CATHERINE ADAMS.
24th November 1851
Reference Numbert18511124-32
VerdictGuilty > unknown
SentenceTransportation

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32. CATHERINE ADAMS , stealing 1 watch, value 5l.; the goods of John Oxenford, from his person.

MR. BRIARLY conducted the Prosecution.

JOHN OXENFORD . I have a literary occupation, and live in John-street, Bedford-row. On 10th Nov. I was walking from St. Paul's Churchyard to Farringdon-street—I arrived at the corner of Ludgate-bill, but was not in Farringdon-street—the crowd pressed against me—there was a lady with me, who was parted from me by the crowd, and we were trying to get through singly—the prisoner and another woman drove against me—I do not know whether they came of their own accord, or were pushed against me, the crowd being behind, which was increased by carts coming round the corner—the procession had passed about twenty minutes—there was no ostensible reason why the crowd should be there—the lady who was separated from me was just behind me—presently I observed that the prisoner and the other woman held my coat, the prisoner on the right, and the other woman on the left—I said, "My good women, if you are pushed by the crowd, there is no reason why you should hold me by the collar"—they said a man pressed behind them—I said, "I don't 6ee any reason for your holding me in this way," but I could not shake them off—I had a gold watch and chain in my waistcoat-pocket, and presently the lady with me said, "Your watch is gone, and this is the woman, I saw it in her hand," pointing out the prisoner—the prisoner was the woman who had held me on my right aide—the other woman, who had held me on the left side, was completely gone, vanished in an instant—there was a cry of "Police!" and the policeman came up—the prisoner was taken to the station—I valued the watch at 5l.—I had had it many years.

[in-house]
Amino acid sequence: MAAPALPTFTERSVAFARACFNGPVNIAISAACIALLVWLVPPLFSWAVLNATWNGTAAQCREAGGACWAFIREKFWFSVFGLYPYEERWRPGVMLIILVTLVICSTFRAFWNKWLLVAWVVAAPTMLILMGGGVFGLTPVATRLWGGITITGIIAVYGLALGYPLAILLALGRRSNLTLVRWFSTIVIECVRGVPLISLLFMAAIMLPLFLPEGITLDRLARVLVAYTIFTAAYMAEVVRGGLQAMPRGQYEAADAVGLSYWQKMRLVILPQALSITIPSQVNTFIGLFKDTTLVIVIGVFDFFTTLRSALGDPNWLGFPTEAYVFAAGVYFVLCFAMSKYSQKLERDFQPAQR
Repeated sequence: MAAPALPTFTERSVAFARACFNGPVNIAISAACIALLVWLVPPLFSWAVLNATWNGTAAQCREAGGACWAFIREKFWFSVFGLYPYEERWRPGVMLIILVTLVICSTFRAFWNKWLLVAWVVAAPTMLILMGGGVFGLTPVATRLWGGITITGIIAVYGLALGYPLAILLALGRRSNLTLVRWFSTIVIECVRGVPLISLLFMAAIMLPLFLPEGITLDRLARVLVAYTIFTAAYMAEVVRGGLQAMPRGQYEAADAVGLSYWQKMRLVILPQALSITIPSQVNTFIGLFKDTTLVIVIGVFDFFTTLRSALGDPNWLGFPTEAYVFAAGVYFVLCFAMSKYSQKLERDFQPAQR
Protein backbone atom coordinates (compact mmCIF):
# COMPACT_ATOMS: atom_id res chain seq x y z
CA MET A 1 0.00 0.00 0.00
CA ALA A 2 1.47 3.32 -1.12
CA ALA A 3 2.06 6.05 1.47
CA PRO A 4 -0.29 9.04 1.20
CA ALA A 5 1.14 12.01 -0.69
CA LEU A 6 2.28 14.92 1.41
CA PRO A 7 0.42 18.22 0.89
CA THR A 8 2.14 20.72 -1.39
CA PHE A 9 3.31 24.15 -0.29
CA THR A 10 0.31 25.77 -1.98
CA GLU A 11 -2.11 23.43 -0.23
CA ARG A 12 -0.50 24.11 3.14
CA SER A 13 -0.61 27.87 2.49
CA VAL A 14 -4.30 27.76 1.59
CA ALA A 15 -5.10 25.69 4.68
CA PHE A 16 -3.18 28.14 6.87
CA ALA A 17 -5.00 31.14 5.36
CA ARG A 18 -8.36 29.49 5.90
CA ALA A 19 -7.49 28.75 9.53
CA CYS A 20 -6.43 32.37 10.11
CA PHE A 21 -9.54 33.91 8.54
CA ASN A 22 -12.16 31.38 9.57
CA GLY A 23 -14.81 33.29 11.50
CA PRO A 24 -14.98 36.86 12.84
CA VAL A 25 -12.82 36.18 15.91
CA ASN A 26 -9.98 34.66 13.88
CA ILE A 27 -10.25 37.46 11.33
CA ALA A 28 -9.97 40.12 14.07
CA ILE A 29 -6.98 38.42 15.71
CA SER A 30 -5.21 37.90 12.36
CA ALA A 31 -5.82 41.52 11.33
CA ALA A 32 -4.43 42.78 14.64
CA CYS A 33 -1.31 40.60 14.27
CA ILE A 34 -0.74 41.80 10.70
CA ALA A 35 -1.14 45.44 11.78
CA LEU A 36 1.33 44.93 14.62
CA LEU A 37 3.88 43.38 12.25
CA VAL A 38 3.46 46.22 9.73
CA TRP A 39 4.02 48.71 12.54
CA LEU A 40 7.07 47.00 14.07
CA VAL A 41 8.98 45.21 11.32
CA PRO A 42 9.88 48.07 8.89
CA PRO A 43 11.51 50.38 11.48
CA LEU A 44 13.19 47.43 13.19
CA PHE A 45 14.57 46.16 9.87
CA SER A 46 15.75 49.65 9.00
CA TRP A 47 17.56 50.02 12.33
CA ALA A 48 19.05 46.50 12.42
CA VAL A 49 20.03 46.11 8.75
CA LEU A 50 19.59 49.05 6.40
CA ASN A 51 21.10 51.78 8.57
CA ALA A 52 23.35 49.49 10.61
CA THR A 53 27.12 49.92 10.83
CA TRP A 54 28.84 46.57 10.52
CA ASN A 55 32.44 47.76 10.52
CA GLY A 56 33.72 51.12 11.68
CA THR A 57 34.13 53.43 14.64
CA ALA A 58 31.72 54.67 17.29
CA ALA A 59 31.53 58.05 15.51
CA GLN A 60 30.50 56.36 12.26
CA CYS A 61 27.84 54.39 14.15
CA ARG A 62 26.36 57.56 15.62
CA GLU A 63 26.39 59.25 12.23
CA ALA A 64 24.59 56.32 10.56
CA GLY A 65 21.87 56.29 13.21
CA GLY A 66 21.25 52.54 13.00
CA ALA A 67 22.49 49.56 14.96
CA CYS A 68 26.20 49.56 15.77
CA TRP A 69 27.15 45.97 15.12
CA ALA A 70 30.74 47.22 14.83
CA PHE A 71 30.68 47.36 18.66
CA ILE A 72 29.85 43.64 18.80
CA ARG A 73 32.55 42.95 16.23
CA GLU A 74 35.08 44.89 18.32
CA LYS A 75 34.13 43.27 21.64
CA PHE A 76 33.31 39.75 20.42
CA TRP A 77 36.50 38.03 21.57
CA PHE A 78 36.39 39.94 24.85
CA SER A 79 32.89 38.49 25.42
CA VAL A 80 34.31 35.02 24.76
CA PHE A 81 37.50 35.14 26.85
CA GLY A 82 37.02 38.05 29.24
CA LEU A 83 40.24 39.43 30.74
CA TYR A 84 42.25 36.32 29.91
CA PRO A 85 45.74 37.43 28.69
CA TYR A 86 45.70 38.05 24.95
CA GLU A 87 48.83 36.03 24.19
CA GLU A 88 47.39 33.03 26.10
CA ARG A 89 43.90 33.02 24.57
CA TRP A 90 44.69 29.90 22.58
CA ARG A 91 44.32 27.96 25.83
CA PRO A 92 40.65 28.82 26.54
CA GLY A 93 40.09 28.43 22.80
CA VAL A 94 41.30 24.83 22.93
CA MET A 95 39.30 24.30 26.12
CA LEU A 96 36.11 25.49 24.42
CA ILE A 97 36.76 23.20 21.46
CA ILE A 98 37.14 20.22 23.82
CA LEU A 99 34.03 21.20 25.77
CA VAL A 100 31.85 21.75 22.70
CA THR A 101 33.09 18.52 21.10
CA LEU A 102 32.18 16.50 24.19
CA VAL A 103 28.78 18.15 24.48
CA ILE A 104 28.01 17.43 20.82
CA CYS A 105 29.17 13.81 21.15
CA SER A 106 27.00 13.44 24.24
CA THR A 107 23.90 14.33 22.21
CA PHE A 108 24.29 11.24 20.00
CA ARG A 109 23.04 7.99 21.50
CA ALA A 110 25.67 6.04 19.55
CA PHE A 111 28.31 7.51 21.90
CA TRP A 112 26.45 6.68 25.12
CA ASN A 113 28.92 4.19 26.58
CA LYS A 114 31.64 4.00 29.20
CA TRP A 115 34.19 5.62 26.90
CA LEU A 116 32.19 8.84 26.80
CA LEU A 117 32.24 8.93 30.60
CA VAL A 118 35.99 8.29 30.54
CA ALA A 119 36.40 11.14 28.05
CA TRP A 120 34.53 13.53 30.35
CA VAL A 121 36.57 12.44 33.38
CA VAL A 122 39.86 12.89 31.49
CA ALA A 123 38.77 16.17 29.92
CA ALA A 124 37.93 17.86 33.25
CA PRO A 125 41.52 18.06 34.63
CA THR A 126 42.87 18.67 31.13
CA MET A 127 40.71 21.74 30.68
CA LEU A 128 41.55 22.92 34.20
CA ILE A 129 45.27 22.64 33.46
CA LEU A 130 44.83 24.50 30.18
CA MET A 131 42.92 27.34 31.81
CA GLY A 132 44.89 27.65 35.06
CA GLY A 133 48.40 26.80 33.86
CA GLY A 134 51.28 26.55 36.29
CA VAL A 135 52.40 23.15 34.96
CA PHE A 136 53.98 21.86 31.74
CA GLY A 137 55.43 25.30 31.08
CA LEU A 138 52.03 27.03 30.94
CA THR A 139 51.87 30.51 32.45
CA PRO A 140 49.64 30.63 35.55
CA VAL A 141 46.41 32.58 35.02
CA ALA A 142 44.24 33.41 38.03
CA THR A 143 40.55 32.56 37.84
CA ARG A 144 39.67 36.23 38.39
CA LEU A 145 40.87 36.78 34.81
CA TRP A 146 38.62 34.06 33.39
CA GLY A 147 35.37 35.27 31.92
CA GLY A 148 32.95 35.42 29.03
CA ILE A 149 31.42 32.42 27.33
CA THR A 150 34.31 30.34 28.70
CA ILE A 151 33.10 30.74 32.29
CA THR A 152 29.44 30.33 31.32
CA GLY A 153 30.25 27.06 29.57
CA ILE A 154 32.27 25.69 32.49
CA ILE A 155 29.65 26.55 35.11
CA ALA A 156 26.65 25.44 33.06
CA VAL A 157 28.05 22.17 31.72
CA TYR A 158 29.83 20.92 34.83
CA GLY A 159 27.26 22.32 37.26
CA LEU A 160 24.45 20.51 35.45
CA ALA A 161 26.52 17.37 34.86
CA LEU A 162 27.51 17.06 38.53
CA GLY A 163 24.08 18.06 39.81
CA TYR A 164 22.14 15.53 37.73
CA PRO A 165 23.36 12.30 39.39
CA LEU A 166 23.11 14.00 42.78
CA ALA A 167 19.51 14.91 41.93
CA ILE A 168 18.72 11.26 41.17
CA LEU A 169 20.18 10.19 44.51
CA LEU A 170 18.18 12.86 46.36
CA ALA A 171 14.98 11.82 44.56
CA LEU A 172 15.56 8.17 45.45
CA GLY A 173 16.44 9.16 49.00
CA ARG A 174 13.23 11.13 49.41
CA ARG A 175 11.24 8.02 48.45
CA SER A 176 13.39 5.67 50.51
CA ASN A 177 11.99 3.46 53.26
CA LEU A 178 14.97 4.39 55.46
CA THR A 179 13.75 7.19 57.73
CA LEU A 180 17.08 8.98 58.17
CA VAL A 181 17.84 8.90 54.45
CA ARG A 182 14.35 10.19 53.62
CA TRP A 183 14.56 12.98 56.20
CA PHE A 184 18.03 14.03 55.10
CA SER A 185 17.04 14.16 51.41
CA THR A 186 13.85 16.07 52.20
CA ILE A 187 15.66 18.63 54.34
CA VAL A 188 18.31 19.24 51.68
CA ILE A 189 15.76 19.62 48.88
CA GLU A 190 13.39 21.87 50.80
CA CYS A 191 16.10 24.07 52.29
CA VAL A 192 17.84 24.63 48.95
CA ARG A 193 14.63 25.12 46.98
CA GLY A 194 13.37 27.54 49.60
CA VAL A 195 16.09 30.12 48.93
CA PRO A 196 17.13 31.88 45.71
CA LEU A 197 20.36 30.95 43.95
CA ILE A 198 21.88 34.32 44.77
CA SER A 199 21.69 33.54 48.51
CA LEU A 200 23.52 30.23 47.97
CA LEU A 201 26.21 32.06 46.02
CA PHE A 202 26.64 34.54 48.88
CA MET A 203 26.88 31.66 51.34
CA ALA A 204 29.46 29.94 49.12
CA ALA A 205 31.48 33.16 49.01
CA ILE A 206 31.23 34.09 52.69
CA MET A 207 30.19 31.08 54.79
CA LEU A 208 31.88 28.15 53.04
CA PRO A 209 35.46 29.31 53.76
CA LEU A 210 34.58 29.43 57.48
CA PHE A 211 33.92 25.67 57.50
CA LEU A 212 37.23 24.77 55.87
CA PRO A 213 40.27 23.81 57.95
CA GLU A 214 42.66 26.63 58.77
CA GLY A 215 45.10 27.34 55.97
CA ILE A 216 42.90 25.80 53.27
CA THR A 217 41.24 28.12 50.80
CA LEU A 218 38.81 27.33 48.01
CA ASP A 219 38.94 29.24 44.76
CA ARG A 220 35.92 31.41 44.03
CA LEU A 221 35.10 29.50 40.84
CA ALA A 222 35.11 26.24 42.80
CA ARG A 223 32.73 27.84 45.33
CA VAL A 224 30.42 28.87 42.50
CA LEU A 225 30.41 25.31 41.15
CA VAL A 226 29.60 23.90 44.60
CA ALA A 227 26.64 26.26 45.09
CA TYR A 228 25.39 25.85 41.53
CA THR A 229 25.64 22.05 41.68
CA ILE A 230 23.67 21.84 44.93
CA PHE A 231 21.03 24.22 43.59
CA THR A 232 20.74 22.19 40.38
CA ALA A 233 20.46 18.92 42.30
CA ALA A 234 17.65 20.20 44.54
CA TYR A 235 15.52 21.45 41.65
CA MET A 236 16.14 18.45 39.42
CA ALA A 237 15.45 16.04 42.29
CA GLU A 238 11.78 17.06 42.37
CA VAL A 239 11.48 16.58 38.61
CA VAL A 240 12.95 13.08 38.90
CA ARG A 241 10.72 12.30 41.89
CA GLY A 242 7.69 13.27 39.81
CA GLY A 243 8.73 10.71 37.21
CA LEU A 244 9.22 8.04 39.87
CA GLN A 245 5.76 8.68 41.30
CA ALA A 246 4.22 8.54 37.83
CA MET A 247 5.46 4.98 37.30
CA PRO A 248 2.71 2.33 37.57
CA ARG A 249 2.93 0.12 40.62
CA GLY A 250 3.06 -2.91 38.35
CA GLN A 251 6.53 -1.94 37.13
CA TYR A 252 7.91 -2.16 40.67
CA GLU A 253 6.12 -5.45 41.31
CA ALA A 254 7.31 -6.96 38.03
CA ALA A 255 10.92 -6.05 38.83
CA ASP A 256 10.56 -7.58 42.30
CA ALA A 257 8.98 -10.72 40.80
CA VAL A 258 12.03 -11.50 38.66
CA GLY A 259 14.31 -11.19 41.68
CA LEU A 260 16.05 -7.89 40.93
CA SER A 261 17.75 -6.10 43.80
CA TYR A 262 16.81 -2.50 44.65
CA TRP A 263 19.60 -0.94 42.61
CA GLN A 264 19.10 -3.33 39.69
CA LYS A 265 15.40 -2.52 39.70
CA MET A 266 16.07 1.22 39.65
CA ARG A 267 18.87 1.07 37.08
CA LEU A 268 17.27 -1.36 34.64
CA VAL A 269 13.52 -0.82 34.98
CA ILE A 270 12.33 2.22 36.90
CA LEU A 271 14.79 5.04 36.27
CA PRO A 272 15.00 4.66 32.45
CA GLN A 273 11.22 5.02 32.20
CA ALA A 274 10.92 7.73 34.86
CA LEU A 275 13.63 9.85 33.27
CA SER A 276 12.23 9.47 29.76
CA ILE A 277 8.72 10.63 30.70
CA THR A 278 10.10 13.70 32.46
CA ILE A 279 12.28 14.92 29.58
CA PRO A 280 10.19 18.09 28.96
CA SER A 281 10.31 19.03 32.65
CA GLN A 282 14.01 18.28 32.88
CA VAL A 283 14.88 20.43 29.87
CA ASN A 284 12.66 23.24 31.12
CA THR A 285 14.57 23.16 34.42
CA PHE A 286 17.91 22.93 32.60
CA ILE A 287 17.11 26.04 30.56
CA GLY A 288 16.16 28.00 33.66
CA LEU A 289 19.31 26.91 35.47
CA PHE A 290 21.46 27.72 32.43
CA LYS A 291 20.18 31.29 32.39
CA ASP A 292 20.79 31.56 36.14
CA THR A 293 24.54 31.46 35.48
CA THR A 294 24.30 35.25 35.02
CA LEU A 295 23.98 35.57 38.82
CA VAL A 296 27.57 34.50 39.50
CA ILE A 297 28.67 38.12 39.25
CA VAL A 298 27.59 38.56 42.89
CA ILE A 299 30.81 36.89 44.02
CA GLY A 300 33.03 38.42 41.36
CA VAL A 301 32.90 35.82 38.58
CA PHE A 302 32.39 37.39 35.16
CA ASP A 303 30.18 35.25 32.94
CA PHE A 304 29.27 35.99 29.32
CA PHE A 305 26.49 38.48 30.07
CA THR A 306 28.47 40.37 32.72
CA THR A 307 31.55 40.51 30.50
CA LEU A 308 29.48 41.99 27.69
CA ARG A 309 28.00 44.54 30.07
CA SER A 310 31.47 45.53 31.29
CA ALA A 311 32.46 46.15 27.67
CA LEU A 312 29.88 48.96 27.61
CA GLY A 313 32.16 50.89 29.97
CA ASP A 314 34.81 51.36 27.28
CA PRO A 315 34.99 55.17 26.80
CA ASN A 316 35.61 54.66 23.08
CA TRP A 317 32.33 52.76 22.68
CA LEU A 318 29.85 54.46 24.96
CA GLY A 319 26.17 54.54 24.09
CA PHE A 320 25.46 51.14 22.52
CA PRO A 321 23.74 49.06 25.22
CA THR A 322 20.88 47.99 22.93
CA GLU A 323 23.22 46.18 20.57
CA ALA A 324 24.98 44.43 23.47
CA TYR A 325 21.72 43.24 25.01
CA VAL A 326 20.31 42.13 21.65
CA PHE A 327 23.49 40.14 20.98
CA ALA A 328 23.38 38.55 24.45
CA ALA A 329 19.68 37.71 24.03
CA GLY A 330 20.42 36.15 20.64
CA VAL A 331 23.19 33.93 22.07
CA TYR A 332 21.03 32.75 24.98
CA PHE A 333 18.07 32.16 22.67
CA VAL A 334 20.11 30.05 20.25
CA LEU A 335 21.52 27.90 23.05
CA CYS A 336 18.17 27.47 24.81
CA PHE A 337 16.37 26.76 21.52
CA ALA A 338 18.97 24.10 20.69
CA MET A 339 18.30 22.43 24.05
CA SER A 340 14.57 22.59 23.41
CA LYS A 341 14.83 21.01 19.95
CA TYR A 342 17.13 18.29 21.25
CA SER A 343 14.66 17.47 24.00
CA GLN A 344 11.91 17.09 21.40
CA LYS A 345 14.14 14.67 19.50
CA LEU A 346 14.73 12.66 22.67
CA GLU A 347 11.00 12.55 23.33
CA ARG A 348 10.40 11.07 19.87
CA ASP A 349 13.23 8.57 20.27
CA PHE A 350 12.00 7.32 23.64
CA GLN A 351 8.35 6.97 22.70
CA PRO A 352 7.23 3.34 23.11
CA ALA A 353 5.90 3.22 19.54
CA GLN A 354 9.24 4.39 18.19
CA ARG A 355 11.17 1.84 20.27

Cross-examined by MR. PARRY. Q. How long before bad you looked at your watch? A. I cannot remember, because I am in the habit of looking at my watch frequently—the chain was left as if the watch had been cut away—I was going from Ludgate-hill to Farringdon-street—I was trying to get round the corner to get out of the crowd—there was a confluence of people—I do not say I was wedged in; I was more driven about—it was between half-past 4 and 5 o'clock—I bad been to see the show from the first-floor of the Cathedral coffee-house, and I came from there round St. Paul's Churchyard and down Ludgate-street—I was not at all crowded in the room where I was—I cannot say when I had seen my watch; I think it had not been an hour, because I am in the habit of looking at it to keep appointments

and so on—the lady who was with me was not leaning on my arm at the time I lost my watch; she was then just behind me—the prisoner and the other woman had not hold of the collar of my coat, it was the breasts of my coat which they spread out—my watch was in my right-hand waistcoat-pocket—that was the side on which the prisoner was—I spoke more to the other woman than to the prisoner; but I said to them both, "Why do you push so?"—I think the other said the crowd was pushing behind.

MR. BRIARLY. Q. Was there any pressure on you till you got to the end of Farringdon-street? A. Not at all; it seemed like a pressure for that purpose—I should think the whole pressure was about five minutes—it was, I should say, about a minute or two before I lost my watch—I think I did not see my watch in the coffee-house—there was a clock there.